• United Nations Secretary General, 'In larger freedom: towards development, security and human rights for all' (2005) United Nations General Assembly Report of the 59th Session, A/59/2005
  • Ward C. A., 'Building Capacity to Combat International Terrorism: The Role of the United Nations Security Council' (2003) 8(2) Journal of Conflict & Security Law 289
Footnotes
  1. Jong Kun Choi, 'The Perils of Strategic Patience with North Korea' (2015) 38(4) The Washington Quarterly 57.
  2. Ryan Teague Beckwith, 'President Trump Threatens to "Totally Destroy" North Korea in UN Speech' (Time, 19 September 2017) accessed 12 February 2018.
  3. Charter of the United Nations, 24 October 1945, 1 UNTS XVI
  4. Nico Schrijver, 'The Ban on the Use of Force in the UN Charter' in Weller M. (ed.), The Oxford Handbook of the Use of Force in International Law (Oxford University Press 2015), at 484.
  5. Ibid., at 473.
  6. Ibid.
  7. Charter of the United Nations (note 3), Art. 51 (emphasis added).
  8. Anthony Clark Arend and Robert J. Beck, International Law & the use of Force (Routledge 1993), at 72.
  9. Ibid., 73.
  10. Linda A. Malone, International Law (Aspen Publishers 2008), at 131.
  11. Nicaragua v United States (1986) I.C.J. 14
  12. Malone (note 12), at 131.
  13. Murray Colin Alder, The Inherent Right of Self-Defence in International Law (Springer 2013), at 119.
  14. Yoram Dinstein, War, Aggression and Self-Defence (6th ed. Cambridge University Press 2017), at 224.
  15. Anthony Clark Arend, 'International law and the preemptive use of military force' (2003) 26(2) The Washington Quarterly 89, at 95 – 96.
  16. Louis René Beres and Yoash Tsiddon-Chatto, 'In support of anticipatory self-defence Israel, Osiraq and International Law' (1998) 19(2) Contemporary Security Policy 111
  17. Ibid., at 112.
  18. UN Security Council Resolution 1368 (2001) S/RES/1368(2001), at [4].
  19. UN Security Council Resolution 1373 (2001) S/RES/1373(2001)
  20. Amos N. Guiora, 'Anticipatory Self-Defence and International Law – A Re-Evaluation' (2008) 13(1) Journal of Conflict & Security Law 3, at 14.
  21. Ibid.
  22. Curtis A. Ward, 'Building Capacity to Combat International Terrorism: The Role of the United Nations Security Council' (2003) 8(2) Journal of Conflict & Security Law 289, at 293.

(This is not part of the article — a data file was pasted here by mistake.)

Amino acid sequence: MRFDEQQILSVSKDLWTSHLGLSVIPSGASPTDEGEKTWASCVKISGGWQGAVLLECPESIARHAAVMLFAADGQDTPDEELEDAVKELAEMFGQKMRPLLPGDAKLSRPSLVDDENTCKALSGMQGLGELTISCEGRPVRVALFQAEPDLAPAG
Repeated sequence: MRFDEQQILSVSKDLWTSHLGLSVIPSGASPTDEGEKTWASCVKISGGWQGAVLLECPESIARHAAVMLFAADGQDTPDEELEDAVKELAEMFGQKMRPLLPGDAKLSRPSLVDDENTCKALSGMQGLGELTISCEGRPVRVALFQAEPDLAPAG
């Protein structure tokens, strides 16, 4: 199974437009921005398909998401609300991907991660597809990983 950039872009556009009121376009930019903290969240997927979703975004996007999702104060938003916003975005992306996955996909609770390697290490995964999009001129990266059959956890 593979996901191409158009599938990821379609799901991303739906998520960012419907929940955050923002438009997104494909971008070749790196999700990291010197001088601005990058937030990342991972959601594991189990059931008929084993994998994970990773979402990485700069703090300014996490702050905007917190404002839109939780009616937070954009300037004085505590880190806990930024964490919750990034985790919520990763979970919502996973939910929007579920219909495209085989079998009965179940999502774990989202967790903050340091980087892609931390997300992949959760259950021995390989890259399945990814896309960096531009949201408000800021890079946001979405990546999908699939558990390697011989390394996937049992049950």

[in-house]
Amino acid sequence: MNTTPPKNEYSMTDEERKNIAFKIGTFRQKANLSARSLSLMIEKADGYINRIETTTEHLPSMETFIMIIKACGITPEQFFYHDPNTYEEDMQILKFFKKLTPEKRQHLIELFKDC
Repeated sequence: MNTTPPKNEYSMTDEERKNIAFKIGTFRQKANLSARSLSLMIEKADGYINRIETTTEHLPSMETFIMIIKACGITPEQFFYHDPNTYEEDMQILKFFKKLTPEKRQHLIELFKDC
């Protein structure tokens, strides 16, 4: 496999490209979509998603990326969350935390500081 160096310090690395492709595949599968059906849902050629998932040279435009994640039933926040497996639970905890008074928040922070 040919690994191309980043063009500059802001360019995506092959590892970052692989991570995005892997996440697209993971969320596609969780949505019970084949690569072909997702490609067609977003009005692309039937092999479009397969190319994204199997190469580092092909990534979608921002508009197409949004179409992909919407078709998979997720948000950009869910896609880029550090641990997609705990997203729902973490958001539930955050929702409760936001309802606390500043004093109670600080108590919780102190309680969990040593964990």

23. Mary Ellen O'Connell, 'Lawful Self-Defense to Terrorism' (2002) Notre Dame Law School Scholarly Works Paper 599, at 892.
  24. Guiora (note 20), at 15.
  25. Tom Ruys, "Armed Attack" and Article 51 of the UN Charter: Evolutions in Customary Law and Practice (Cambridge University Press 2010), at 259.
  26. Ibid.
  27. Christopher Greenwood, 'The Legality of Using Force Against Iraq' (2002) UK Parliamentary Select Committee on Foreign Affairs Minutes of Evidence accessed 12 February 2018., at [22].
  28. Rosalyn Higgins, Problems and Process: International Law and How We Use It (Oxford University Press 1994), at 242.
  29. Ibid.
  30. United Nations High-level Panel on Threats, Challenges and Change, A more secured world: Our shared responsibility (United Nations Department of Public Information 2004), at 63.
  31. Jutta Brunnée, 'The Security Council and Self-Defence: Which Way to Global Security' in Blokker N. and Schrijver N. (eds.), The Security Council and the Use of Force: Theory and Reality – A Need for Change (Martinus Nijhoff Publishers 2005), at 119 – 120.
  32. United Nations Secretary General, 'In larger freedom: towards development, security and human rights for all' (2005) United Nations General Assembly Report of the 59th Session, A/59/2005, at [124].
  33. Christine Gray, International Law and the Use of Force (4th ed. Oxford University Press 2018), at 175.
  34. Alder (note 13), at 123.
  35. Ibid.
  36. Gloria Milena Torres Rojas, 'The North Korean Nuclear Crisis: An Assessment of the Legal Justification of the Use of Force by the United States' (2017) 5(1) Global Journal of Politics and Law Research 15, at 22 – 23.
  37. Ibid., at 23.